Half-eaten wife used as bait to trap killer Tanzania lion

From the BBC:

Stangest headline I’ve seen all day.

You see, I’m an optimist: I prefer to see the wife as half un-eaten.

Sick! Sick sick sick sick!!!

But funny…

Hell hath no fury like a woman half eaten. Finish the job, guys.

Here, kitty-kitty-kitty…

Well, hopefully someone in the village has been waiting for a matching ankle donor.

I’m rooting for the lion. Hey, lions got to eat too!

What’s the old joke?..

A man and his wife go out on a fishing boat. She falls overboard and they search for her the rest of the day, then return to port. A couple of days later, the captain calls the guy and says, “We found your wife’s body, but when we pulled her in, there was a clam attached to her foot, and the clam had a giant pearl in it. What should we do?”

And the guy replies, “Send me the pearl and rebait the trap.”

Which half of a half eaten wife do you use to bait a Cunning Lioness?

He’s trying to take a pride in his work.

This is the strangest I’ve seen


I’ve angrily told people to ‘eat me’ - but can’t fathom saying the opposite.

No kidding. I can’t imagine telling someone “You better shut up or I’m gonna suck your dick!”

For some reason, I just can not see this as being much of a threat to a man.

Thanks lieu, I just spit water out my nose.

That alone was worth $4.95. Take a kudo outta petty cash. :smiley:

Kudos is the singular. I’d threaten you with something for your error, but it seems we’ve got all the weird shit in here we can handle already.

I was actually being purposely obtuse for great comedic effect :wink: . However, your post made me curios and I found multiple cites which talk about the changing usage of kudos/kudo. Although it still is not considered the proper formal usage, it is now part of the English language. I have found other cites which state this in stronger terms but they are in these strange things they call books and I don’t feel like doing that much typing to quote them. The following is from Webster’s. Language changes, deal with it :smiley: .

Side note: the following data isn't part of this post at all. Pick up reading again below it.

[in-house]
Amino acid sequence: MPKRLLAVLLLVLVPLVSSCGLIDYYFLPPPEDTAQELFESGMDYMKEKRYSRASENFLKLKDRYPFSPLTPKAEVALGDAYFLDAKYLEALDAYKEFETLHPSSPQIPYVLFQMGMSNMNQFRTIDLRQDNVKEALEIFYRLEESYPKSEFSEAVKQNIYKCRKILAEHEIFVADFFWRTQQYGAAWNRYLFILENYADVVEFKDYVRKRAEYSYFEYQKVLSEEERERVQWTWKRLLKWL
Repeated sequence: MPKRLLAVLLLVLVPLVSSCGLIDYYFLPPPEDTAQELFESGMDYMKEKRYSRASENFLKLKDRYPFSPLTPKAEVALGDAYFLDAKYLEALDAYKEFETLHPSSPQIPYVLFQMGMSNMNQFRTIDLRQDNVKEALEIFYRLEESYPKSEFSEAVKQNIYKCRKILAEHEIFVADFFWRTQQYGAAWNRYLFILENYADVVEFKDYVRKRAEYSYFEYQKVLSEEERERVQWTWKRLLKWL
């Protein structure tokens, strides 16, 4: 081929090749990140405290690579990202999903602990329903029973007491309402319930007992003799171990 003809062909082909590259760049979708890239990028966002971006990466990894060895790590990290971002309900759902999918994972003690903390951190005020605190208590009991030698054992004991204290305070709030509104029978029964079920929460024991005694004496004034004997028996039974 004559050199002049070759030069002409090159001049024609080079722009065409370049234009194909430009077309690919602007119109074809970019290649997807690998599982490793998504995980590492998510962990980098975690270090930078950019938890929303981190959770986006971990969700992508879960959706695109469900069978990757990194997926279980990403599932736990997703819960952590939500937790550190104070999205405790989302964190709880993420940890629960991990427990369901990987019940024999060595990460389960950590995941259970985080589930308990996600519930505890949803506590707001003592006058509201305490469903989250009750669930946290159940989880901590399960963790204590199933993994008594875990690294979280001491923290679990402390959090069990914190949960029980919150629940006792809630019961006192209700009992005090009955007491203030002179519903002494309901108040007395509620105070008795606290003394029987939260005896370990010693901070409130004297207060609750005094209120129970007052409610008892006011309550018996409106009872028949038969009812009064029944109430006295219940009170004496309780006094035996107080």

Main Entry: ku·do
Pronunciation: 'kü-(")dO, 'kyü-
Function: noun
Inflected Form(s): plural kudos /-(")dOz/
Etymology: back-formation from kudos (taken as a plural)
1 : AWARD, HONOR <a score of honorary degrees and… other kudos – Time>
2 : COMPLIMENT, PRAISE <to all three should go some kind of special kudo for refusing to succumb – Al Hine>
usage Some commentators hold that since kudos is a singular word it cannot be used as a plural and that the word kudo is impossible. But kudo does exist; it is simply one of the most recent words created by back-formation from another word misunderstood as a plural. Kudos was introduced into English in the 19th century; it was used in contexts where a reader unfamiliar with Greek could not be sure whether it was singular or plural. By the 1920s it began to appear as a plural, and about 25 years later kudo began to appear. It may have begun as a misunderstanding, but then so did cherry and pea.

curious :smack: too lazy to preview

What did he use as poison? Did he have some Purina Lion Poison sitting in the cupboard next to the peanut butter?

An optimist would also see the lion as only half-full.